I don’t discuss 9/11 with many people and haven’t shared many of the details that I experienced or witnessed that day. But I felt strongly about sharing a small snippet of my morning from 19 years ago. It was a simple exchange I had with a U.S. Army soldier, who helped me more than he’ll ever know. I’m certain he wouldn’t remember this, but I always will.
Having evacuated the World Trade Center earlier, I was nearing Midtown at this point. There were U.S. Army tanks rolling down N.Y.C.’s streets which echoed with a continual scream of sirens. I’d already passed by multiple friends’ and coworkers’ apartments, but kept walking because I really just wanted to be home.
I spotted a group of soldiers in fatigues situated outside of a bank and standing in a semicircle. Memorial Day sightings of U.S. sailors was completely normal, but seeing armed military troops with full equipment on these same streets was definitely not. As I walked towards them, I passed a long line of blurred faces, which spanned over two blocks. Really? You’re doing your banking now?
As a side note, making sense of much of that day was somewhat beyond reach. At first, a long bank line seemed completely irrational, then scary, as I thought this may be a run on the banks. I think I had all of twenty bucks on me. Finally, I saw the signs from the Red Cross. Ok … this makes sense, however dreadful.
Both buildings had fallen at this point and the black smoke had obscured the streets of Downtown and SoHo. The Village looked as if a dark camera filter was set over it. But the blue, cloudless, skies over Uptown formed a heavenly gateway that a never-ending wave of suits walked towards. The breakneck pedestrian scramble that I was part of earlier had slowed to a disconsolate trudge.
I approached the soldier with a communication device strapped to his shoulder. He was probably about 40 years old, and wore glasses and the matching fatigue patterned patrol cap. Even so, I could see that he had kind eyes and I so walked towards him.
His mere presence gave me a sense of security. The feeling of vulnerability was unshakable and seeing our troops was a relief. Maybe I’d found the one little place in N.Y.C. that was safe. The U.S.-freaking-Army was on the scene.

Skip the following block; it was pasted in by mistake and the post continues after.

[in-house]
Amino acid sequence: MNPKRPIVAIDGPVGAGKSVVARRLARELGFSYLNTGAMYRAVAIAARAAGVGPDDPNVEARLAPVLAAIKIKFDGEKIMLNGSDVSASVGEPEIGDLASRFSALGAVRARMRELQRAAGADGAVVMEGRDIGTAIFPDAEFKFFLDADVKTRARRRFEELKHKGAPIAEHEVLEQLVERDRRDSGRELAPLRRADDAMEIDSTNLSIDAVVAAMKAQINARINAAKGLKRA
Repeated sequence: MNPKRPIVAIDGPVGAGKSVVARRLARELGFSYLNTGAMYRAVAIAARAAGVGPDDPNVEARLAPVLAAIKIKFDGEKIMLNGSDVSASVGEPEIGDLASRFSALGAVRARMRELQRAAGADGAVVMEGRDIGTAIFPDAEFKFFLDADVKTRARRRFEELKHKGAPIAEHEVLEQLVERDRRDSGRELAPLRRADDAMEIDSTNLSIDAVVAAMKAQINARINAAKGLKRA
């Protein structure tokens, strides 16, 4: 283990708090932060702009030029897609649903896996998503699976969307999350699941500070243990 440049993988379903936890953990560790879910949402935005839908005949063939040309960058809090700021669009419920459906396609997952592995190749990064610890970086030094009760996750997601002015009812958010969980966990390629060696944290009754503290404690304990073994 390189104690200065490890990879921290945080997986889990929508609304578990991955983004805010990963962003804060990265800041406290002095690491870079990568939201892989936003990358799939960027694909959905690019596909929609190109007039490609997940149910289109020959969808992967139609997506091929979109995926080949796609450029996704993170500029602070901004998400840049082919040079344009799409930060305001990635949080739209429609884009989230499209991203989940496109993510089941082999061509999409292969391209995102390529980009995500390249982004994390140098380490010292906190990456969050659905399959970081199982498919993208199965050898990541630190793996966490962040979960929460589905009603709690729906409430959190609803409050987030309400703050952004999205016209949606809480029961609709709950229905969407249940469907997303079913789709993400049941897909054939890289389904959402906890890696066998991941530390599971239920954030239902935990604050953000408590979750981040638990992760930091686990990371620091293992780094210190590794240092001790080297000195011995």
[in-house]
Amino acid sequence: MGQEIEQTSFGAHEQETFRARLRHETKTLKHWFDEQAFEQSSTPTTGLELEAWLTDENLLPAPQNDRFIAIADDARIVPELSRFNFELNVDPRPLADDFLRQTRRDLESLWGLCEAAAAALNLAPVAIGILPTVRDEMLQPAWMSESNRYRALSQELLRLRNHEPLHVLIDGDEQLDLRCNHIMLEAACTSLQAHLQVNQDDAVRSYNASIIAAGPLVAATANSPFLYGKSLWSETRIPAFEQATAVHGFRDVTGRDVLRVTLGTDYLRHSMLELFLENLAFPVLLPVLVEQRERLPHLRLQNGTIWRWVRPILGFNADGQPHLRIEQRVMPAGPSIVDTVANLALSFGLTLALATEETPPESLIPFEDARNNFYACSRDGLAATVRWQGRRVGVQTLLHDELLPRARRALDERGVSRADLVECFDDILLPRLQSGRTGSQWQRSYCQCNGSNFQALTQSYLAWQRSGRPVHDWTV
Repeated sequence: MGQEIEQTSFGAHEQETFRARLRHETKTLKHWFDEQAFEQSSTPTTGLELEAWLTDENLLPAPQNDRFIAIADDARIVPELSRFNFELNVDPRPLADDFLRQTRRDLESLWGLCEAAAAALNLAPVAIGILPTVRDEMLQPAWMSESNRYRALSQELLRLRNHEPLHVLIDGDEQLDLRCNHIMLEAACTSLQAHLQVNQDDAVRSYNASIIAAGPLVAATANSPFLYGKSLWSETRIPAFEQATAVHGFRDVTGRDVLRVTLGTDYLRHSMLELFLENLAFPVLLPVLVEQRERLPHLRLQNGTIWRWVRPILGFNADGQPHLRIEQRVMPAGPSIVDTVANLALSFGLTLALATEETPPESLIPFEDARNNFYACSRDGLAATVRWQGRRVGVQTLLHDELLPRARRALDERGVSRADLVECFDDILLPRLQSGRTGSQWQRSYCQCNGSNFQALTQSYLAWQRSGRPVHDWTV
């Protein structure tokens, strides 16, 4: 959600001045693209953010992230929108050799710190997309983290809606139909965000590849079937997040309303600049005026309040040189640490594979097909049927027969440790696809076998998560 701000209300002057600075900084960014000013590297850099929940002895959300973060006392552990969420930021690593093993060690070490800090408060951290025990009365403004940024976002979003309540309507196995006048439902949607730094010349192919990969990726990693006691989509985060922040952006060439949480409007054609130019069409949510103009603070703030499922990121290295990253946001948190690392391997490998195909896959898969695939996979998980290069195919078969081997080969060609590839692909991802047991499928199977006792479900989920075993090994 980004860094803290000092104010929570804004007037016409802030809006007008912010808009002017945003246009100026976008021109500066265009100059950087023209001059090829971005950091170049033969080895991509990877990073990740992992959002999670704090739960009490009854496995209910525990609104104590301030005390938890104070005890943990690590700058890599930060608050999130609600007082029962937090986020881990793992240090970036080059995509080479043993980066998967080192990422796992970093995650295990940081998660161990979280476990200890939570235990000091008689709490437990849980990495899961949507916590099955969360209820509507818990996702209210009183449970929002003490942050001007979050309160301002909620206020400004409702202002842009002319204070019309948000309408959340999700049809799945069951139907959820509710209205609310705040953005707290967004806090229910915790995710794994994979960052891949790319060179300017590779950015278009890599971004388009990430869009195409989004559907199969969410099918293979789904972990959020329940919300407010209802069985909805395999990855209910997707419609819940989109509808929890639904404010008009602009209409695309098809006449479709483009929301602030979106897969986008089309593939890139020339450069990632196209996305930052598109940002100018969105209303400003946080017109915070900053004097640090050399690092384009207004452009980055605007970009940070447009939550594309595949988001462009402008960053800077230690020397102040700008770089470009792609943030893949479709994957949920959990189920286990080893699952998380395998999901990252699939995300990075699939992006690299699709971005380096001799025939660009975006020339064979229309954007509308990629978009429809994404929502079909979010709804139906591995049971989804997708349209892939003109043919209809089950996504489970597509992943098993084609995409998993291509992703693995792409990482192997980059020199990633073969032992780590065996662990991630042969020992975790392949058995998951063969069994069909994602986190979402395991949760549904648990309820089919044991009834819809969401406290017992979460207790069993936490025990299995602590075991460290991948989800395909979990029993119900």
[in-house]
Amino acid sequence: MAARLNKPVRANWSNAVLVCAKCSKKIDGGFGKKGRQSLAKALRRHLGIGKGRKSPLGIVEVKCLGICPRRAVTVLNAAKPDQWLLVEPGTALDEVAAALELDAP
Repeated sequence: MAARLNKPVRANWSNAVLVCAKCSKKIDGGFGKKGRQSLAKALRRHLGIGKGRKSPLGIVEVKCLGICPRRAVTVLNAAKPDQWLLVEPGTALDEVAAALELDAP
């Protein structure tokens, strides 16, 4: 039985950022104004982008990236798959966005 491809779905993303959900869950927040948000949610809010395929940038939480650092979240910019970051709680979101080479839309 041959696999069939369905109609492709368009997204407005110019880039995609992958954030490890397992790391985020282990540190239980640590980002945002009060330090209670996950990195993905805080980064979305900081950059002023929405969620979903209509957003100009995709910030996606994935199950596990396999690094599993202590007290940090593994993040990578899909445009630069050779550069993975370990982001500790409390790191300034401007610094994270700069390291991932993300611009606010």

I asked the soldier a question that would, on any other day, elicit a joke. “Sir, how can I get over to Jersey?”
I was totally keyed up and prepared to walk 15-20 miles on highways, through tunnels, whatever and wherever. I mentally mapped out pedestrian routes that would parallel the major roadways for safety, even if they were longer routes home.
He looked up at me. “Ma’am, I’m afraid the trains and busses are suspended and the tunnels to Jersey are locked down.”
Okay. So I knew the Holland was closed and wasn’t about to walk back towards Downtown anyway.
“What about the Midtown Ferry near Javits? I heard it was running.”
He spoke into his communication device and asked the voice on the other end if there was any viable transit to N.J. His questions were followed by periods of silence while answers were sought. I listened intently only to hear that even the Midtown ferries were being used for triage to transport first responders and the wounded. No civilians or passengers were allowed onboard.
“How about the bridge? Can I walk across the G.W.?”
At that very moment, a loud booming sound suddenly roared overhead. Panicked, I lunged toward the soldier, tucked my head into his shoulder and hugged him, bracing for another hit. The sound passed without incident. He put his arm over my shoulder. “It’s okay. That’s us. They’re ours. Ma’am, I think you’re in shock. You should sit down for a bit and maybe drink some water.”
I loosened my firm grip and finally let him go. He kept a hold on my elbow to make sure I was steady. I repeatedly apologized to him for my reaction. I felt silly, but the sound of the F-16s had totally triggered me. Through an embarrassed smile, my eyes welled-up a little, partially from fear and partially because of my overreaction to the simple sound of planes. Jesus!
I held up my giant liter bottle of water. “This is my second one so far … I’m okay, thank you, I’m really okay. I really appreciate that you took the time to help me. I’m going to keep moving. I have friends Uptown. Thank you again and please be safe.”
He smiled at me and his tilted his head back so he could look at me under his glasses. “You okay?”
I answered with a more emphatic,“Yeah. Really. Thanks so much.” I gave him an assured nod and he turned back towards his group.
I was so grateful I’d found my way to him because for that panicky moment and to this very day, that gentleman and soldier was my rock. He made me feel protected and let me know that our country was “on it” and that we’d all come through this. He filled me with confidence that, quite honestly, I had been stripped of just hours earlier. That day, I had a wealth of good fortune including meeting this kind soldier who, like so many of N.Y.’s finest police, fire, and rescue members, was about to wade into hell.
I walked a few yards and winced towards downtown. It actually hurt to look. The soldier and his group began walking towards the smoke-filled sky. They didn’t stop and have continued to this very day, 19 years later.